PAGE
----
A Blessing of Love and Wonder

A close-up of a shepherd figurine from a nativity creche, with a sheep draped over his shoulder. In the background, another figure is visible.

It was getting dark and the weary travelers needed a place to sleep. It’s almost 70 miles between Nazareth and Bethlehem, and Joseph and Mary were making the long journey that was required of them in order to pay taxes to the Roman Empire. It was a long journey for everyone, but Mary was feeling each mile a bit more than some, as she was about to give birth, and she was oh, so tired. But there was a blessing: one of their neighbors in Nazareth had offered them a donkey for her to ride on the long trip. Kindness can make any journey a bit easier.

The trip to Bethlehem wasn’t the only journey they were on. Mary and Joseph were on that exciting, sometimes nerve-wracking journey toward parenthood. It had been nine months since the angel Gabriel had appeared to Mary, asking her if she would carry this child, this son of God. “Here I am,” she had said, “let it be with me.” And so with her consent, which is hopefully how all children come to be, Mary was pregnant. And there was another blessing: her dear sweet Joseph, who believed her, who had faith in her and in God. Faith can help when times are confusing and difficult.

And there in Bethlehem this young couple was blessed with generosity: a place to stay. They were given space to rest until their baby was born. It wasn’t fancy, but it was warm and safe.

Out in the fields, there were shepherds, watching over their sheep. It is said that angels came, announcing that a child was born. Now, I would guess that shepherds don’t always feel important. They might not always remember that they matter, especially when they’re out in a field at night. But on that night, there was a blessing: the angels came and sang, and they not only felt hope hearing of the birth of this little baby, but they also remembered, at least for that night, that they were each precious.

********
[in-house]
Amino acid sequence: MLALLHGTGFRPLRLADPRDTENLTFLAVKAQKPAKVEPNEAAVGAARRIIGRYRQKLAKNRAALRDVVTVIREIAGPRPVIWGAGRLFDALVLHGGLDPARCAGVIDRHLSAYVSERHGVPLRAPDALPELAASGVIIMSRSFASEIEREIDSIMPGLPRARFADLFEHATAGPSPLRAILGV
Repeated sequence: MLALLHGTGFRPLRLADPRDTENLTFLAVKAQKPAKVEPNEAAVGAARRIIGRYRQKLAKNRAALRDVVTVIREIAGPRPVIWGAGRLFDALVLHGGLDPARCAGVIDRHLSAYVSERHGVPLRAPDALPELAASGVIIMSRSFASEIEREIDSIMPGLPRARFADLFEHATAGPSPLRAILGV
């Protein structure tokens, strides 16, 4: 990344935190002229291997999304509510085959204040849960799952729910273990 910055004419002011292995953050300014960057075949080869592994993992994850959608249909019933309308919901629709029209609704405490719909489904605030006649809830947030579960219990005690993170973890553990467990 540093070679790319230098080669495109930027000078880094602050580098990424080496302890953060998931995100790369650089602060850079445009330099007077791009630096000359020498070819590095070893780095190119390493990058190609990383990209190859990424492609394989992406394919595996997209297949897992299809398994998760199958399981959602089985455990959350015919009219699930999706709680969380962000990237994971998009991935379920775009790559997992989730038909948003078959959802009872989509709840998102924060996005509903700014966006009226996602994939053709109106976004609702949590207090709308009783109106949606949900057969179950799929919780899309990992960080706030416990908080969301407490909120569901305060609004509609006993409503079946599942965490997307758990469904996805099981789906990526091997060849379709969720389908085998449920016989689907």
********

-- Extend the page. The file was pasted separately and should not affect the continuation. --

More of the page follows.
And a new star rose in the heavens, telling of the birth of one who would bring a message of peace, one who would bring change, one who would be called a king. Far away, wise ones heard of the star. They went to King Herod to tell him that a new king had been born. Herod was jealous, and afraid of what a new king might mean, and so he sent them to find the baby. And though the stories say they traveled to find him, there was a blessing: the wise ones felt compassion for this family, and they chose not to tell King Herod what they had seen.

And as Jesus was held, and rocked, and snuggled, and fed, and sung to, there was a blessing of love and wonder. There they were, all the people and animals gathered around a new baby, caring for him and for one another, resting in that amazing love.

Over 2,000 years later, we retell the story of Jesus’ birth, and of his life and teachings. And there is a blessing: a possibility of a better world. This possibility arises when we remember that we are all connected; when we choose kindness, faith, generosity; when we remember that each one of us matters. The possibility for a better world happens when we practice compassion; when we allow our hearts to be changed by love and wonder.

This Christmas — and every day — may you be touched by such blessings, and share them with all those you meet.